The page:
I had a roommate in college who owned a Gibson J-45 guitar. A flattop acoustic with a dark sunburst finish, famous sloping shoulders, and that perfectly plump Gibson neck. I spent hours playing it my freshman year, learning to love its reedy snap of a voice, trying to get my fingers over the changes of Led Zeppelin’s “Babe, I’m Gonna Leave You.” It was so resonant that it felt alive, somehow, like I was just a conduit for what it had to say.
One weekend he went home to play in the praise band at his church. He left his guitar in the church after a Saturday rehearsal, and returned on Sunday morning to find that someone had opened the case and jumped feet first on the top. It was demolished. He considered it a write-off, eventually cutting little key chain tags from the shards of its sonorous spruce top, giving them to others who’d loved it as souvenirs, as memento mori.
He bought another J-45, but it didn’t have the same personality; it was no living thing, and everyone who played it knew that.
I’ve since spent hours watching guitar building and guitar repair videos on YouTube. If I could drop everything and pick another vocation, I’d want to be a luthier. But that’s just not in the cards I fear, and for numerous reasons. Perhaps chief among them is my general clumsiness, which means there’s always a risk, when power tools are involved, that I’ll remove the very digits that allow me to play the guitar in the first place.
I’ve learned in those YouTube videos that a catastrophic incident need not mean the end of the instrument. I’ve watched videos where headstocks are meticulously, seamlessly, glued back on, where large cracks are sealed with hide glue, and where entire tops are replaced. The writer Francis Spufford, in describing the breadth of the Gospel good news, writes “more can be mended than you know.” The same is true of guitar repair.
Mending a guitar and making it look new takes a kind of virtuosity; it’s a skill akin to being a player who always plays perfectly in time and in tune and puts the right notes in the right place.
Yet something gets lost in that aim for perfection, or least when what is sought is a cosmetic, aesthetic perfection. The things carried in the scars, the dings, the cracks – they matter, and I think they matter more and are more impressive than the most seamless restoration.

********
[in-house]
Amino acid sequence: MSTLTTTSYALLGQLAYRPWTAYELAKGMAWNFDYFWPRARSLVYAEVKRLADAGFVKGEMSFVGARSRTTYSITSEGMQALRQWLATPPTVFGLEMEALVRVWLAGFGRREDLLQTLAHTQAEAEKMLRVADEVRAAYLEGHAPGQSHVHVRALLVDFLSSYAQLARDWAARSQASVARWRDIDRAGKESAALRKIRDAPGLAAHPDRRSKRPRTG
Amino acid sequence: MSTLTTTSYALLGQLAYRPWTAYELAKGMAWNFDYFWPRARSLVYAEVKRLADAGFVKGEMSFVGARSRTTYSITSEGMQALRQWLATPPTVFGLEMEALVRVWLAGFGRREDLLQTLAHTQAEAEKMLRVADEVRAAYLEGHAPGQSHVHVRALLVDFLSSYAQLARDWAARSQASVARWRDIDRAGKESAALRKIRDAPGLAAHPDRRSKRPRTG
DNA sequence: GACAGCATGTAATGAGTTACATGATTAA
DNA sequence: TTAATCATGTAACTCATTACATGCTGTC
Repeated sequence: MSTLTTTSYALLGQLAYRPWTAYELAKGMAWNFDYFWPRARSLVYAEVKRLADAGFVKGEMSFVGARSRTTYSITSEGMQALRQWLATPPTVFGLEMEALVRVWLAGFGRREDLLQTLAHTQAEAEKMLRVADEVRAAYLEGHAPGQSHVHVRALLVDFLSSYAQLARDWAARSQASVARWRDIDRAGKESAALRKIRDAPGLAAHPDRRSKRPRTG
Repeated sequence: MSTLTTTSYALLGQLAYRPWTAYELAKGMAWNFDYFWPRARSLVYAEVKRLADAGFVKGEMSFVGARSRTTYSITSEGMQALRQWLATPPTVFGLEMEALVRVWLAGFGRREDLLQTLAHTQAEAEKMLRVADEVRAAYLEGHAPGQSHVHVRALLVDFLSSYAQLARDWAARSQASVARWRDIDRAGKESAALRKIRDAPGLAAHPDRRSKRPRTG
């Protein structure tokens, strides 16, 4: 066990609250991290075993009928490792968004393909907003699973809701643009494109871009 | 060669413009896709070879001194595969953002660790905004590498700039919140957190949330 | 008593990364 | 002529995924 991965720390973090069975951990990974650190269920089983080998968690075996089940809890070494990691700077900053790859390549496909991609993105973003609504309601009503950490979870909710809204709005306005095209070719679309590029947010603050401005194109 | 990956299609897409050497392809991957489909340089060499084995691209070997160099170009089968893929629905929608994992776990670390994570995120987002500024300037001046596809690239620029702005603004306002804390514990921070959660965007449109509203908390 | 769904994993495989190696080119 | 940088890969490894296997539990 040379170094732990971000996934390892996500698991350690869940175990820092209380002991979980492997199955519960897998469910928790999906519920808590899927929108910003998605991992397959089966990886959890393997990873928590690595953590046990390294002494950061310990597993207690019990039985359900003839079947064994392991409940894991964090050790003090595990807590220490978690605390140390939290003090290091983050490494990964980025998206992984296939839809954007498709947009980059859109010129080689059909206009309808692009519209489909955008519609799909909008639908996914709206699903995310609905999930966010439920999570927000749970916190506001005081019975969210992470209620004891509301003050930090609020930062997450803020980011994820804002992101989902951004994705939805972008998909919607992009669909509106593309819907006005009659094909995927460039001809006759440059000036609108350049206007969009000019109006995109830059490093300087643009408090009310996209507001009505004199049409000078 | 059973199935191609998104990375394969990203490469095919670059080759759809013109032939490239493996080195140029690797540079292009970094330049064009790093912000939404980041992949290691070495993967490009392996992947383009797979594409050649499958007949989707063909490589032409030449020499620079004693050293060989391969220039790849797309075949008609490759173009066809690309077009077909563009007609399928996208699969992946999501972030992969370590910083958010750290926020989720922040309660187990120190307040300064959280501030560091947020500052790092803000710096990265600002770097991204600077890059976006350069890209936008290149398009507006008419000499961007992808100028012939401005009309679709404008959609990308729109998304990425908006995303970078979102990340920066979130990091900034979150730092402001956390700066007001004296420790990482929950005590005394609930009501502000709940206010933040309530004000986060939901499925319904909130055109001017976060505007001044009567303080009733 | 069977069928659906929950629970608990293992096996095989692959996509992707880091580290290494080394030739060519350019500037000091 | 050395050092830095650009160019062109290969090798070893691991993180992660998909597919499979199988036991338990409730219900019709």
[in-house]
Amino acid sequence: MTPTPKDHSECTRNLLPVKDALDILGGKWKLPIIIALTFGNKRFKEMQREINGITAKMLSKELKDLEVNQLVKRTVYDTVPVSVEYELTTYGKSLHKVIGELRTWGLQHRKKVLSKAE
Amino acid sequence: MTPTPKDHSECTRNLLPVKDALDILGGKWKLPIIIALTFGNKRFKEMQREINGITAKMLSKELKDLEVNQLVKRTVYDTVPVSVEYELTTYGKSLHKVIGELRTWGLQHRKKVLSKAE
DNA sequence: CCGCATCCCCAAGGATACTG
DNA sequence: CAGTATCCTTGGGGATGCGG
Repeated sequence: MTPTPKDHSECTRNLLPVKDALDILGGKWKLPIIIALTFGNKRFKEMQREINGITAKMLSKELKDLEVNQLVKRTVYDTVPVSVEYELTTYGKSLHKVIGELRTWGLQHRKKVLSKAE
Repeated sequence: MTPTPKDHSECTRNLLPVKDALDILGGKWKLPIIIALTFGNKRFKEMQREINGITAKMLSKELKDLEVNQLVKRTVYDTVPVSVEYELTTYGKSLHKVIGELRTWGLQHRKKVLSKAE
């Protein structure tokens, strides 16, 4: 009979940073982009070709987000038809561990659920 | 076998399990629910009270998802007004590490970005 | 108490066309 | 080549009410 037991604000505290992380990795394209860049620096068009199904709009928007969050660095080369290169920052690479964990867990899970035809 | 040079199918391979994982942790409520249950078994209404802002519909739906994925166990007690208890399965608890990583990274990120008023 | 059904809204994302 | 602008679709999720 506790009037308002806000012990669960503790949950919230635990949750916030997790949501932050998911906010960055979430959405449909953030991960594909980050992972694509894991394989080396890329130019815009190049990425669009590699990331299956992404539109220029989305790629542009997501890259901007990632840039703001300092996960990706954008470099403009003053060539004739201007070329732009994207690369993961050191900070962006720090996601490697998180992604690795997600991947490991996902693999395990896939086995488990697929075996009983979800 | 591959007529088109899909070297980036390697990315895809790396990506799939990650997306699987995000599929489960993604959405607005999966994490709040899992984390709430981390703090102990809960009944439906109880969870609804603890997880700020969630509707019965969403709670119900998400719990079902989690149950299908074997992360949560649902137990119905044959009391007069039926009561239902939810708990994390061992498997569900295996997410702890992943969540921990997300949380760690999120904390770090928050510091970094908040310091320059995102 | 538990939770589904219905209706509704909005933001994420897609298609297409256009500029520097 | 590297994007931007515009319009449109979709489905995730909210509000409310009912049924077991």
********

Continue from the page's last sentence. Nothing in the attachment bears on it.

Willie Nelson’s guitar
There are loads of famous guitars-with-scars, but the most famous is of course “Trigger,” Willie Nelson’s 1969 Martin N-20. It’s a classical guitar, not a common choice for country musicians, but Willie thought it made him sound like Django Reinhardt, and he and Trigger have been a pair now for nearly 50 years, for something like 10,000 shows and recording sessions.
Scratched into Trigger’s face are the countless signatures of Willie’s friends, most of whom are country music royalty. Its finish has worn off where Willie’s right arm rubs against the lower bout, and the binding often springs free. The D tuner key is finicky and rattles loose, thanks to Willie’s nervous tic fiddling during performances. And, most notably, just southeast of the sound hole is another gaping hole, worn through by Willie’s enthusiastic finger picking. Once, when Trigger seemed like it was going to fall apart entirely, someone found him another Martin N-20, a relative a couple serial numbers removed. As close as you could get to identical – likely made from the same trees, by the same luthier. Willie stuck it on the shelf somewhere and forgot about it. He tells Trigger’s repairman: “keep my guitar going; as long as it’s working, I’ll be working.” And to his credit, the repairman gets it: “this guitar is a part of Willie” he says, acknowledging its faithful presence, acknowledging that perfection doesn’t demand a thing be pristine, acknowledging that the scars and the stories they tell are kind of the point.
You can watch this repairman work on Trigger on YouTube, and I’ve done so, keenly, like some devoted apostle, wondering what it would be like to put my hand on this enduring, scarred, living thing.
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